Redwall Book II: Mossflower

Mossflower
by Brian Jacques

The second Redwall novel is a lot like the first.

Maybe a little too much like the first.

Don’t get me wrong: the most notable and important similarity is that these are both lovely books. This one is a distant prequel to Redwall; it tells the story of how the animals gathered at the place that would become Redwall Abbey, and decided to build that great haven. It is the story of how Martin the Warrior came to be the hero of Redwall, and how he got his mighty sword, the same weapon that Matthias searches for in Redwall. The writing is just as good, and just as sweet; these books read more like fairy tales than anything else, and it makes them great fun — though like the original fairy tales, they are not by any means bloodless, nor do all of the heroes make it to Happily Ever After. There are cute younguns, and amusingly crotchety elders, and the food still sounds delicious.

There are differences, too: in this, the villains are striking out from a castle, rather than trying to win their way into one; it changes the battles and the strategies, and that was well done. This one ranges farther afield, as our heroes quest to Salamandastron, the legendary volcano far to the east, in hopes of finding allies. That was also excellent, particularly the parts with the rabbits, whom I enjoyed tremendously in Redwall when there was only one pommy British fellow with long ears; in this book there are nearly a dozen, and every one is delightful.

But: you’ve still got a horde of weasels, stoats, and ferrets led by one particularly savage tyrant; the weasels, stoats, and ferrets are still clumsy incompetent buffoons who lose battles against the heroes because of their stupidity and cowardice. You still have the great, sinister predator — in Redwall it’s a serpent, in this one it’s an eagle — that threatens everyone who comes near. You still have the badger who carries the battle with its great strength. You still have the desperate quest for allies that goes far afield and comes back at the last second — with shrews, both times. You still have the one bird that is not really trusted but is extremely helpful. And of course you have the mouse who saves the day with a big sword and limitless courage.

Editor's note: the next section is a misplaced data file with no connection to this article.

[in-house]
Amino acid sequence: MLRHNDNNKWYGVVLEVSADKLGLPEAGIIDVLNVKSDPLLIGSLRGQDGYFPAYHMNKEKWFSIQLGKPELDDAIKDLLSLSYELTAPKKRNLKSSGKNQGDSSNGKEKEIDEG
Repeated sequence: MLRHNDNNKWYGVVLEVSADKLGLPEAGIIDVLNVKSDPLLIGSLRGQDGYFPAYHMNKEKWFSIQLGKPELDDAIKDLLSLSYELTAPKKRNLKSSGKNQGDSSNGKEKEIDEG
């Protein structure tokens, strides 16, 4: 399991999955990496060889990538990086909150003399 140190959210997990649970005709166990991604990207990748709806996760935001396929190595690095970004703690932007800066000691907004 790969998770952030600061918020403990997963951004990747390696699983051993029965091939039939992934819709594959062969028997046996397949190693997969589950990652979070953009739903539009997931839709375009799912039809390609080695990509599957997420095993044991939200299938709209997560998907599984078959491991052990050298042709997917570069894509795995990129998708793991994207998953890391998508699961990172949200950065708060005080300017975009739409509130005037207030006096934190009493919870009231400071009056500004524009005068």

I suppose I shouldn’t make too much of this; it is a series, after all, and therefore is going to have common threads that run through all the books. But this one felt a little too familiar, for all that the familiar parts were still delightful.

I’m hoping the next book will offer a little more variety.

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